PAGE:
How to deal with CPU usage in WPF application ?

By | March 16, 2011

If you are building a WPF application with lots of animation inside it, may be some of which runs forever, you must have been a problem of eating up your entire CPU or a mammoth portion of CPU while the program is running.

The problem is because by default, the framerate for WPF application is set to 60 per second. Thus for every second if your application has slight change, WPF environment draws frames for 60 times and eventually take up lot of CPU in doing so.

To deal with such scenario, you should always set TimeLine.DesiredFrameRate = 20 or anything that suits you.

<EventTrigger RoutedEvent="Mouse.MouseEnter">
<EventTrigger.Actions>
<BeginStoryboard >
<Storyboard Timeline.DesiredFrameRate="20">
<DoubleAnimation Duration="0:0:2"
Storyboard.TargetProperty="RenderTransform.ScaleX" To="3"
<DoubleAnimation Duration="0:0:2"
Storyboard.TargetProperty="RenderTransform.ScaleY" To="3"
</Storyboard>
</BeginStoryboard>
</EventTrigger.Actions>
</EventTrigger>

In this Trigger, you can see the StoryBoard.DesiredFrameRate is set to 20. You can set its value between 1 to 99, but anything below 10 will give performance hiccups for your application.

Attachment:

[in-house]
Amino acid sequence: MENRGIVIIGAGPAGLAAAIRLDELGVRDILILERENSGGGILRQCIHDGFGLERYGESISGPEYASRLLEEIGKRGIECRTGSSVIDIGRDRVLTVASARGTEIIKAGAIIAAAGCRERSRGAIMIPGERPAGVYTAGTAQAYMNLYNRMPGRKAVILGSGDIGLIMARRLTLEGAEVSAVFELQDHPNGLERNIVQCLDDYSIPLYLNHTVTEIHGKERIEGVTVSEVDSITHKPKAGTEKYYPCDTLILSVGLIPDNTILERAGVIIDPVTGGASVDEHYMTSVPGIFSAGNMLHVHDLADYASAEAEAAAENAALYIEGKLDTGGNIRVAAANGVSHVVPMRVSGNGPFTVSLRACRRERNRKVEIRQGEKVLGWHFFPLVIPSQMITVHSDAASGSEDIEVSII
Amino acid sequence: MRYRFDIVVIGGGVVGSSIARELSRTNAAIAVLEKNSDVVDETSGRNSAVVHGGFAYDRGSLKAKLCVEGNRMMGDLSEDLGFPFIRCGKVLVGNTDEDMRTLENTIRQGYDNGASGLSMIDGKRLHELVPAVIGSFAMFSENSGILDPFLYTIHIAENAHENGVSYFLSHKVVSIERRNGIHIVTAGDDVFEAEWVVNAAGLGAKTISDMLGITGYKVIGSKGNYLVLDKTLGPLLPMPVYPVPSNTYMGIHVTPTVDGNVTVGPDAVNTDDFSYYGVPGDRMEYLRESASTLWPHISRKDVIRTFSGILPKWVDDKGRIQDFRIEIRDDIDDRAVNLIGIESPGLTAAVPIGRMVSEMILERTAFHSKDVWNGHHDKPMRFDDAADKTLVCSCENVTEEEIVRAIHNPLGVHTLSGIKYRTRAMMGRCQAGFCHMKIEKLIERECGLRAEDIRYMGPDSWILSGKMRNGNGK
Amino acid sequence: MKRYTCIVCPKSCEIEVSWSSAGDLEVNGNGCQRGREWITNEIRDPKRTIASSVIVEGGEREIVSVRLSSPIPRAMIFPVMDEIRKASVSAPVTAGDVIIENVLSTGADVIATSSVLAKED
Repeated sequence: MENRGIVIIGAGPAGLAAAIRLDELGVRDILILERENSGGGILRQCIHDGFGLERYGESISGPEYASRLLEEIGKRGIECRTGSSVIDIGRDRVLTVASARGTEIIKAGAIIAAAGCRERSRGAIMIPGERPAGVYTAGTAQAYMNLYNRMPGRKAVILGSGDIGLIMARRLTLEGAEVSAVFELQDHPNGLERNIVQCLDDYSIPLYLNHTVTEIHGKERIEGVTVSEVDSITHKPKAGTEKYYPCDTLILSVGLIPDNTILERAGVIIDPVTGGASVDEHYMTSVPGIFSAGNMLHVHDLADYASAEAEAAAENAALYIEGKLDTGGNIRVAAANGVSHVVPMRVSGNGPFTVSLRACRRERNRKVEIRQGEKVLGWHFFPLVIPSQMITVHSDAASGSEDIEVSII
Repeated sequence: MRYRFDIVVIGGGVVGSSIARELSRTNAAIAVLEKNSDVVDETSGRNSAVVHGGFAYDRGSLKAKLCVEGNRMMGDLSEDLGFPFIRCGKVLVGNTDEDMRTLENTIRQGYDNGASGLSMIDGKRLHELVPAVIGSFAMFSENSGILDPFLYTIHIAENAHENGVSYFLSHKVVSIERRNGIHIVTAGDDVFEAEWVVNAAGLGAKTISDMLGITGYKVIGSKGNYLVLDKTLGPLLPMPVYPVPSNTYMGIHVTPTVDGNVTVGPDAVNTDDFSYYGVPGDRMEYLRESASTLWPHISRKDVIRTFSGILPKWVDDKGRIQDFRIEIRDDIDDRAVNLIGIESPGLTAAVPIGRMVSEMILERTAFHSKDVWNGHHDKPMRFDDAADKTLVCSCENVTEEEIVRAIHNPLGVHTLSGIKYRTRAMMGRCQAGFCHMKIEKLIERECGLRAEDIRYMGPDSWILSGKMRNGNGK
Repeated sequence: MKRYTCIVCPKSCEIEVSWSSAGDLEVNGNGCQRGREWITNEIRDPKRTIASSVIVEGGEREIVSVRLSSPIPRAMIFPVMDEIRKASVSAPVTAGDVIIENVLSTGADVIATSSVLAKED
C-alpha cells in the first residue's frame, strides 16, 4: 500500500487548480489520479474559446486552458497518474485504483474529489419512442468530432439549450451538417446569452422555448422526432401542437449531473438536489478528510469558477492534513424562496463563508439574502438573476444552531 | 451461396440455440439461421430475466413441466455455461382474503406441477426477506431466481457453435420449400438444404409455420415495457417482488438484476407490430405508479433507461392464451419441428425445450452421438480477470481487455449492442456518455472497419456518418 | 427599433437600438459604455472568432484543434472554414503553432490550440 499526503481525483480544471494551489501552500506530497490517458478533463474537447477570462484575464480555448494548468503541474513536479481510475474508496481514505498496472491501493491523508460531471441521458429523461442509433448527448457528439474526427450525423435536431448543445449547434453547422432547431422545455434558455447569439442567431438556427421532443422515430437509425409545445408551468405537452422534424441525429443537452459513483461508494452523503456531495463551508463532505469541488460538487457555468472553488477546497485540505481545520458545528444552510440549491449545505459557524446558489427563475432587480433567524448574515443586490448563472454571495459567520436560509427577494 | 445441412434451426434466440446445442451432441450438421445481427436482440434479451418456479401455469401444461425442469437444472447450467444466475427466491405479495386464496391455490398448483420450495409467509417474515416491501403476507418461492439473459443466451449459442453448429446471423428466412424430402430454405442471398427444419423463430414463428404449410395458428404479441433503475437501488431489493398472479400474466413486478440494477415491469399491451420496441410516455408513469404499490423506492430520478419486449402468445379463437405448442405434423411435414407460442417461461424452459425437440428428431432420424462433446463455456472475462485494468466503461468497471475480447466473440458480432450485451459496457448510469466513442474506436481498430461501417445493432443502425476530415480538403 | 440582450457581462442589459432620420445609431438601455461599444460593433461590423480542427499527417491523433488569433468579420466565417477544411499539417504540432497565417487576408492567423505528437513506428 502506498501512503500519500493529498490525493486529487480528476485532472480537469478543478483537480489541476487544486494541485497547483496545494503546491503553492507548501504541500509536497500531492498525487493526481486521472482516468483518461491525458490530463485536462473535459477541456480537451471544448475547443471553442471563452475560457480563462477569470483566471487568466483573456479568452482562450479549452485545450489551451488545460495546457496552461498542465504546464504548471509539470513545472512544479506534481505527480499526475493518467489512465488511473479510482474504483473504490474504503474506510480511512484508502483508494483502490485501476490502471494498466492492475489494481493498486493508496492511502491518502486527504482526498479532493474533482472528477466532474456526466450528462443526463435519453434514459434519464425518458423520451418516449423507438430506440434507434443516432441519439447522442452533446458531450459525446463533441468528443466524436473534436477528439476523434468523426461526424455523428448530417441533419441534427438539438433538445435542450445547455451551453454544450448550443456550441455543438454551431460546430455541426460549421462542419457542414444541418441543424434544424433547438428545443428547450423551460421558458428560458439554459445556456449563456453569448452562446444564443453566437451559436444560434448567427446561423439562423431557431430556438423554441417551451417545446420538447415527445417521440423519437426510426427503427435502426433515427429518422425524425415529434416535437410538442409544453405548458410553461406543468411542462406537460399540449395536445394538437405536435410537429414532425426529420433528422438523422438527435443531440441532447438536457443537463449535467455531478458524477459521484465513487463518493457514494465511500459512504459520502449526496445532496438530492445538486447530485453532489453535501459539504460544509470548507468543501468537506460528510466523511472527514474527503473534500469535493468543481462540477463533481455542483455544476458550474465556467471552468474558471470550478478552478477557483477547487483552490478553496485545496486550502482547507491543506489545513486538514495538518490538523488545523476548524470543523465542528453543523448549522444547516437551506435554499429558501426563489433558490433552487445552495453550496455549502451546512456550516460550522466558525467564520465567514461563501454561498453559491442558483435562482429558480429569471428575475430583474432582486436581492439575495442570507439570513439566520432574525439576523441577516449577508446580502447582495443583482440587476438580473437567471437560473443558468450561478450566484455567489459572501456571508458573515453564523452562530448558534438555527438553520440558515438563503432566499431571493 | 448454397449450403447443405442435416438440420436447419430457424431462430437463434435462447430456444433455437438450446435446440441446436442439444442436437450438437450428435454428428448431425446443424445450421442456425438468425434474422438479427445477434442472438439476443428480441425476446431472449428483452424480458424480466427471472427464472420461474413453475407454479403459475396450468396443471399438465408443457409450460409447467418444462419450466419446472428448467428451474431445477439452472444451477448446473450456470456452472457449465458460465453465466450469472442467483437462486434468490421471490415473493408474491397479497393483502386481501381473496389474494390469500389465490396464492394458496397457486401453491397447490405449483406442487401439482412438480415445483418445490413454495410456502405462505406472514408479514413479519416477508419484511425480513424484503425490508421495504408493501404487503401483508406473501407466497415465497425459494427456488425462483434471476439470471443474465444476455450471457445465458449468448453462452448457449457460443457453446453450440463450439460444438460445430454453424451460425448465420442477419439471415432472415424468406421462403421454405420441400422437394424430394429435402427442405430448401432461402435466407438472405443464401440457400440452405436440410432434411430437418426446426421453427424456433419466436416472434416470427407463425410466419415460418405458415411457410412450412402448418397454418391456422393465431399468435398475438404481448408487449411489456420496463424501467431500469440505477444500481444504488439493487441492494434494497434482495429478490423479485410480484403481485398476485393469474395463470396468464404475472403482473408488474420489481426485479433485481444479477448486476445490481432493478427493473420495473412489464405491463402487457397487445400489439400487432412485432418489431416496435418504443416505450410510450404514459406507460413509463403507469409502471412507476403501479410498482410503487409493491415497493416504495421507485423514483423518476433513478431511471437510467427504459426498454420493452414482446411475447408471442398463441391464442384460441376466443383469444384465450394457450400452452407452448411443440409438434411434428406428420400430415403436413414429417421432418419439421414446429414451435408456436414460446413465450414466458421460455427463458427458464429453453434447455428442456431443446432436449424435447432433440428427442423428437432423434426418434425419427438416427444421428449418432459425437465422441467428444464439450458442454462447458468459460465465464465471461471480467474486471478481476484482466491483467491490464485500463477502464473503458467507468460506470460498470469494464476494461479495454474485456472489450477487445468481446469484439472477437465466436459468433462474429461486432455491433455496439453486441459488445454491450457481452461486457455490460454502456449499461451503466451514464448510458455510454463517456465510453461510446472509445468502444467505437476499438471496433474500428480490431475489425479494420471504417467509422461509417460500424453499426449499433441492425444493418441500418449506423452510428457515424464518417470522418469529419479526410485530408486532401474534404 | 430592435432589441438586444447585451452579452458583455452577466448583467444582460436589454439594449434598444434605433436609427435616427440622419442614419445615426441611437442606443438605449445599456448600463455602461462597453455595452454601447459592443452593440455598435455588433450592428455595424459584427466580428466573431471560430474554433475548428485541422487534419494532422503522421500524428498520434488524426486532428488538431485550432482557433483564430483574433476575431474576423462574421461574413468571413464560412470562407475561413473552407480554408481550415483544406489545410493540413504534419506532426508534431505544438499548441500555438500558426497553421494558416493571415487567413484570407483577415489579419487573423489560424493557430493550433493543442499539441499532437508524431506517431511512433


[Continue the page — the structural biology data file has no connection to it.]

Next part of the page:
If you have already built your application and want to change the default behavior of TimeLine.DesiredFramerate, you can use :

 

Timeline.DesiredFrameRateProperty.OverrideMetadata(
typeof(Timeline),
new FrameworkPropertyMetadata { DefaultValue = 10 }
);

Set this on Application_Startup in App.xaml and you will get the performance bonus immediately for your application.

Author: Abhishek Sur

Abhishek Sur is a Microsoft MVP since year 2011. He is an architect in the .NET platform. He has profound theoretical insight and years of hands on experience in different .NET products and languages. He leads the Microsoft User Group in Kolkata named KolkataGeeks, and regularly organizes events and seminars in various places for spreading .NET awareness. He is associated with the Microsoft Insider list on WPF and C#, and is in constant touch with product group teams. He blogs at http://www.abhisheksur.com His Book : Visual Studio 2012 and .NET 4.5 Expert Development Cookbook. Follow Abhishek at Twitter : @abhi2434

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